We have received these important findings from the communications company working for a research group a Manchester University:
Better qualified but fewer opportunities
The British workplace is not as fair as many assume it to be. That is the implication of a comprehensive report compiled by the University of Manchester’s Centre on Dynamics of Ethnicity. It concludes that white ethnic groups have a clear advantage in the labour market, despite non-white people out-attaining them educationally.
For example, Indian, Bangladeshi, Irish, Chinese and black African students are more likely to obtain five or more GCSEs at grade A* to C than their white counterparts. In higher education, over 40% of Britain’s Chinese, Indian and Black African groups have degree-level qualifications, compared with just 26% of white people.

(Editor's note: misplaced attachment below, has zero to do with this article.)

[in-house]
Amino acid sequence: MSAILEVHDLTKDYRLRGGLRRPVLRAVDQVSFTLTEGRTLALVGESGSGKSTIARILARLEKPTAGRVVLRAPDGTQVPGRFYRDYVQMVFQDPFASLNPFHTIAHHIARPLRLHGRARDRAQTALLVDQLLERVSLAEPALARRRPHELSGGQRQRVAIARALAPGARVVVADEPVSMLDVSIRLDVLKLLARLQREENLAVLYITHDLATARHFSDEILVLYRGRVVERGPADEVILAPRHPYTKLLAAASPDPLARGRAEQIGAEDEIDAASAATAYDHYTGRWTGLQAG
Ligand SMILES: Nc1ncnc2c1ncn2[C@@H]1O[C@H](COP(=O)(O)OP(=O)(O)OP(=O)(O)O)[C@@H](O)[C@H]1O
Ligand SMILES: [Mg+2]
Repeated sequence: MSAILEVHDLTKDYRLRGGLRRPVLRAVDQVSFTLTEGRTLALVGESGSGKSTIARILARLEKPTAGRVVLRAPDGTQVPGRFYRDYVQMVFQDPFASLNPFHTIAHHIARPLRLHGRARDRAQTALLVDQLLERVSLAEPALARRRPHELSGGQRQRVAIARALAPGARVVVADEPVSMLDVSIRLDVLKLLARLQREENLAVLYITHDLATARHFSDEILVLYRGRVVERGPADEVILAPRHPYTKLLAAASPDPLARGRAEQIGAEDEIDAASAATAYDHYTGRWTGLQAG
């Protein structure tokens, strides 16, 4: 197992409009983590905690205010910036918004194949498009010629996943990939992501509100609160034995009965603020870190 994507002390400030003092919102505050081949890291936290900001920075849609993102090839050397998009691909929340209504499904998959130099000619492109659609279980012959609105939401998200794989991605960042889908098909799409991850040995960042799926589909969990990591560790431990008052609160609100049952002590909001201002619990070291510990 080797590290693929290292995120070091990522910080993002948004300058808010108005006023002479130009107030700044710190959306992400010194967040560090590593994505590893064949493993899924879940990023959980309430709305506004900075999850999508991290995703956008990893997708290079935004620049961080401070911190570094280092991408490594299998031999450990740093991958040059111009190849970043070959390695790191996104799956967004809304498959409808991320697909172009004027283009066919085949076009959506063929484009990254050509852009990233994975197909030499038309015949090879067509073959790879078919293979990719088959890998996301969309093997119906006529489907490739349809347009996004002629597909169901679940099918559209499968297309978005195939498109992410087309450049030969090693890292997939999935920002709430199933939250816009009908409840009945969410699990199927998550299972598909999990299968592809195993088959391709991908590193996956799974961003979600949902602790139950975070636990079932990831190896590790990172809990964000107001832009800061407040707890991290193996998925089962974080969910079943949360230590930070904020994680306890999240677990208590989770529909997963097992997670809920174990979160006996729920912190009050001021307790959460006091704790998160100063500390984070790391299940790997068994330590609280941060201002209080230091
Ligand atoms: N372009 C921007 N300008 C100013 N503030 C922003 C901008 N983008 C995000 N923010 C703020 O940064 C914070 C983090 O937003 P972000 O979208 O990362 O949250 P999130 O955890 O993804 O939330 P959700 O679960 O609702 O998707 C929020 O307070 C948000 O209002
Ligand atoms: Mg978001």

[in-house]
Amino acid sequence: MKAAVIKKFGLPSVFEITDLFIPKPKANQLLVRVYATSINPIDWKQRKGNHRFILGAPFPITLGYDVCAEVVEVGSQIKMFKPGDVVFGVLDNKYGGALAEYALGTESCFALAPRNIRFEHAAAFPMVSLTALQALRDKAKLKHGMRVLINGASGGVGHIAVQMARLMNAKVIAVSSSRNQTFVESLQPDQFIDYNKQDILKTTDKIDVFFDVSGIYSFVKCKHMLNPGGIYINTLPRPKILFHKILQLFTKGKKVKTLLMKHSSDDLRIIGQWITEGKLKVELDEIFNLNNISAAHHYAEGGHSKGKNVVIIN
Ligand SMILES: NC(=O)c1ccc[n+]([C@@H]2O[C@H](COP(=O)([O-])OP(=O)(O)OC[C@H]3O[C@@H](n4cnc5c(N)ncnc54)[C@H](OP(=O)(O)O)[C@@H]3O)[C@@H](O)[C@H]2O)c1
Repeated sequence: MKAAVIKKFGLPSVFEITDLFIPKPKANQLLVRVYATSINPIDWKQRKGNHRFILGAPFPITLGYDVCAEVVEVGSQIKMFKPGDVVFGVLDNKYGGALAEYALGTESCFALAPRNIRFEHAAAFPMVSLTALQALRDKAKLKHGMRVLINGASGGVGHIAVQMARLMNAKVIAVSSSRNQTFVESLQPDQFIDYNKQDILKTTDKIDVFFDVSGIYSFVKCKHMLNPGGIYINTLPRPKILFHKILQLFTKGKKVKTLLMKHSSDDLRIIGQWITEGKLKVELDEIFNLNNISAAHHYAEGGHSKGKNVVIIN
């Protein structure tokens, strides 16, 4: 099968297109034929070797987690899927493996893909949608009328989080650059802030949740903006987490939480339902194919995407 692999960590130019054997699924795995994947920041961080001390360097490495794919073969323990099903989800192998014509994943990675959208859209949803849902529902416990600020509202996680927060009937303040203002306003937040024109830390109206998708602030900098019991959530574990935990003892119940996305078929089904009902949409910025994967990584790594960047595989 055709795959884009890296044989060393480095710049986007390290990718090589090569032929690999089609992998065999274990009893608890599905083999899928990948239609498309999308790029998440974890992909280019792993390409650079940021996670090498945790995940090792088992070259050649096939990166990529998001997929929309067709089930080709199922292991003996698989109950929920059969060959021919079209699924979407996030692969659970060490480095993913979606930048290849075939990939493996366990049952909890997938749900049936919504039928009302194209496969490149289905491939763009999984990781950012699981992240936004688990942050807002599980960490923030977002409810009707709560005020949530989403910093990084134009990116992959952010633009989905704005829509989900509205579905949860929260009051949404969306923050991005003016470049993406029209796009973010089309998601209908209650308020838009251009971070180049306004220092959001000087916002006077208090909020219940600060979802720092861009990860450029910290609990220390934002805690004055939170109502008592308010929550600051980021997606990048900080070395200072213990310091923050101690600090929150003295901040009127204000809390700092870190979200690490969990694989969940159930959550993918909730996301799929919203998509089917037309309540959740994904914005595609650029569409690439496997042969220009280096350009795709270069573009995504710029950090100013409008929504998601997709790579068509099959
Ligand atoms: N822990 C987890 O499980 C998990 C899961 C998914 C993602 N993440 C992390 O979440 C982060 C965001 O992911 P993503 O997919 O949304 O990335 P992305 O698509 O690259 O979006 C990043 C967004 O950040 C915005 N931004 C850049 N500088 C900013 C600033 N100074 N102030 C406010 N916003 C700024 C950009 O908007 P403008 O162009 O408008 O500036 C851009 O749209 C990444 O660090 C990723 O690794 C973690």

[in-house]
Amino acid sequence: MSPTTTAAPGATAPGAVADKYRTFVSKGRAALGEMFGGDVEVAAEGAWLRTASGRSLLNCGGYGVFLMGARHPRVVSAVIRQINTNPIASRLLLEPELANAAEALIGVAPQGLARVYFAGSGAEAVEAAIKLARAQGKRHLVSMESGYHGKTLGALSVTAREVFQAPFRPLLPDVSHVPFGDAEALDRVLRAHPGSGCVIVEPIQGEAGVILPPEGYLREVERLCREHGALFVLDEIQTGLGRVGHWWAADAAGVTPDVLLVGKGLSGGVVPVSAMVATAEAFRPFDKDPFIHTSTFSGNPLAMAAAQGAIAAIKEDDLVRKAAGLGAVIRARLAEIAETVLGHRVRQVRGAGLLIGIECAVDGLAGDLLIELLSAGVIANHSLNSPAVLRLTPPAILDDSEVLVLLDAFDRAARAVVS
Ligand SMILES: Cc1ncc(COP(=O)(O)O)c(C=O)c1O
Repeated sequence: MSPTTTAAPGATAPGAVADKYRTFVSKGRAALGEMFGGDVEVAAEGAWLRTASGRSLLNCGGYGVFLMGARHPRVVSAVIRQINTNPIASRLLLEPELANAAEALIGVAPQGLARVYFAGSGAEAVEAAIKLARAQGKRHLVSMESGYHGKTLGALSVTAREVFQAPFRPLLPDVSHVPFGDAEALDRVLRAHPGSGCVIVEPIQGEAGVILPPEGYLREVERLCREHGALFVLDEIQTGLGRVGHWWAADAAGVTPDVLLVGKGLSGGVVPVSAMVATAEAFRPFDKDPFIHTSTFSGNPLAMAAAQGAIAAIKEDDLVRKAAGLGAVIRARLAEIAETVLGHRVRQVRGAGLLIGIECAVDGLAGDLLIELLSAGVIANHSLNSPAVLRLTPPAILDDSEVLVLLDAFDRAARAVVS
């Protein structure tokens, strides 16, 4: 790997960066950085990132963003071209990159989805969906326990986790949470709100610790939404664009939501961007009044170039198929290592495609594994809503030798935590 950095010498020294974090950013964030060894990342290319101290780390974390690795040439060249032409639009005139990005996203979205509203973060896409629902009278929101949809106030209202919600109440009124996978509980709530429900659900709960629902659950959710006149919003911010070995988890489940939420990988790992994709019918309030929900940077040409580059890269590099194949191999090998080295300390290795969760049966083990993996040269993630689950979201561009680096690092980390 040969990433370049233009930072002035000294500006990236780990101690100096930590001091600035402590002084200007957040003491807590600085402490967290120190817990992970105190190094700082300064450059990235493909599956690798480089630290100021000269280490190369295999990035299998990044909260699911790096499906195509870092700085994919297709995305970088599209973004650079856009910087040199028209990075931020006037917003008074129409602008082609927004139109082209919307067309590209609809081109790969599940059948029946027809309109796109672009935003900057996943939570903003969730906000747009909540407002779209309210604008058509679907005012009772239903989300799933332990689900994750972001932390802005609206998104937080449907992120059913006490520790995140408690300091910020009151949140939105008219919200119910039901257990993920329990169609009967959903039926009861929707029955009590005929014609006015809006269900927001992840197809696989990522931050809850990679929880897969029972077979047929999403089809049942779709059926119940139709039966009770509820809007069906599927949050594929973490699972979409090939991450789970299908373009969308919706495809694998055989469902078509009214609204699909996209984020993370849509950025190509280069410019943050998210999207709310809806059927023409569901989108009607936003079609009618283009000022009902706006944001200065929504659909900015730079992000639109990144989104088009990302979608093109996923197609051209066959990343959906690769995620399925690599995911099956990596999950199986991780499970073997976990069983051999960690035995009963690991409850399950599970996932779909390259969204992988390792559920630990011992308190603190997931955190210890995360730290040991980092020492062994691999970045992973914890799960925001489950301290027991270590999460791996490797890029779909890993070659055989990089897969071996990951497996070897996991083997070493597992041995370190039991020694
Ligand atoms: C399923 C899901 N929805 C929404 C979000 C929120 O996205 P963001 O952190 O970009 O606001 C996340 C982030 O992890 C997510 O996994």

Some of these well-educated members of minority groups do, of course, manage to fight their way into clerical, professional and managerial employment. However, the vast majority are facing what the report’s authors called “significant barriers to enjoying the levels of social mobility of their white British peers”.
Indeed, statistics released by the Department for Work and Pensions show that unemployment among ethnic minority groups is rising rather than falling. Between 2012 and 2013, it increased from 13% to 14% – compared with the country’s overall figures of 8% and 7% respectively.
This infographic explores the data.